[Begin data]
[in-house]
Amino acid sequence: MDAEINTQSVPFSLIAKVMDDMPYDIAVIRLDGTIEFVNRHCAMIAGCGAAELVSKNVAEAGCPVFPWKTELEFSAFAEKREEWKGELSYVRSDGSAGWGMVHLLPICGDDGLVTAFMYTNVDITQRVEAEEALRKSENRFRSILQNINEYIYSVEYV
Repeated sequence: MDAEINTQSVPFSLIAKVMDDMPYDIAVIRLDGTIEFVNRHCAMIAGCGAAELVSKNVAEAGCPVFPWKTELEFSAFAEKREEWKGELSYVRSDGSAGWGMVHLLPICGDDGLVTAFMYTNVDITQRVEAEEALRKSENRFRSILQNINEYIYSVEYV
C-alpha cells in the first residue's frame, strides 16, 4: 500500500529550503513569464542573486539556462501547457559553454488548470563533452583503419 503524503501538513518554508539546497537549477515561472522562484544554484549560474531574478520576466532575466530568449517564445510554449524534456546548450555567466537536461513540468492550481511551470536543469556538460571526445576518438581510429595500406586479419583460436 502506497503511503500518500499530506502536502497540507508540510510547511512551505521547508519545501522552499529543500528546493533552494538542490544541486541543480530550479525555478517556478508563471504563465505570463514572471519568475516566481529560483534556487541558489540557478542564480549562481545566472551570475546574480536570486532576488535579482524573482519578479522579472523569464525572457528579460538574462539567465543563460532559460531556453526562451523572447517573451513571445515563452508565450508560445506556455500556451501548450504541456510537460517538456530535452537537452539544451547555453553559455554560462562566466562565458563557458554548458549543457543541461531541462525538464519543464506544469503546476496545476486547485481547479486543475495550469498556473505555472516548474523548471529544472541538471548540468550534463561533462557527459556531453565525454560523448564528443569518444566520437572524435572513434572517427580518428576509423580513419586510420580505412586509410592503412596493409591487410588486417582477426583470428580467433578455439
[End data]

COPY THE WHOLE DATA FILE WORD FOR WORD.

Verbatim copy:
[in-house]
Amino acid sequence: MDAEINTQSVPFSLIAKVMDDMPYDIAVIRLDGTIEFVNRHCAMIAGCGAAELVSKNVAEAGCPVFPWKTELEFSAFAEKREEWKGELSYVRSDGSAGWGMVHLLPICGDDGLVTAFMYTNVDITQRVEAEEALRKSENRFRSILQNINEYIYSVEYV
Repeated sequence: MDAEINTQSVPFSLIAKVMDDMPYDIAVIRLDGTIEFVNRHCAMIAGCGAAELVSKNVAEAGCPVFPWKTELEFSAFAEKREEWKGELSYVRSDGSAGWGMVHLLPICGDDGLVTAFMYTNVDITQRVEAEEALRKSENRFRSILQNINEYIYSVEYV
C-alpha cells in the first residue's frame, strides 16, 4: 500500500529550503513569464542573486539556462501547457559553454488548470563533452583503419 503524503501538513518554508539546497537549477515561472522562484544554484549560474531574478520576466532575466530568449517564445510554449524534456546548450555567466537536461513540468492550481511551470536543469556538460571526445576518438581510429595500406586479419583460436 502506497503511503500518500499530506502536502497540507508540510510547511512551505521547508519545501522552499529543500528546493533552494538542490544541486541543480530550479525555478517556478508563471504563465505570463514572471519568475516566481529560483534556487541558489540557478542564480549562481545566472551570475546574480536570486532576488535579482524573482519578479522579472523569464525572457528579460538574462539567465543563460532559460531556453526562451523572447517573451513571445515563452508565450508560445506556455500556451501548450504541456510537460517538456530535452537537452539544451547555453553559455554560462562566466562565458563557458554548458549543457543541461531541462525538464519543464506544469503546476496545476486547485481547479486543475495550469498556473505555472516548474523548471529544472541538471548540468550534463561533462557527459556531453565525454560523448564528443569518444566520437572524435572513434572517427580518428576509423580513419586510420580505412586509410592503412596493409591487410588486417582477426583470428580467433578455439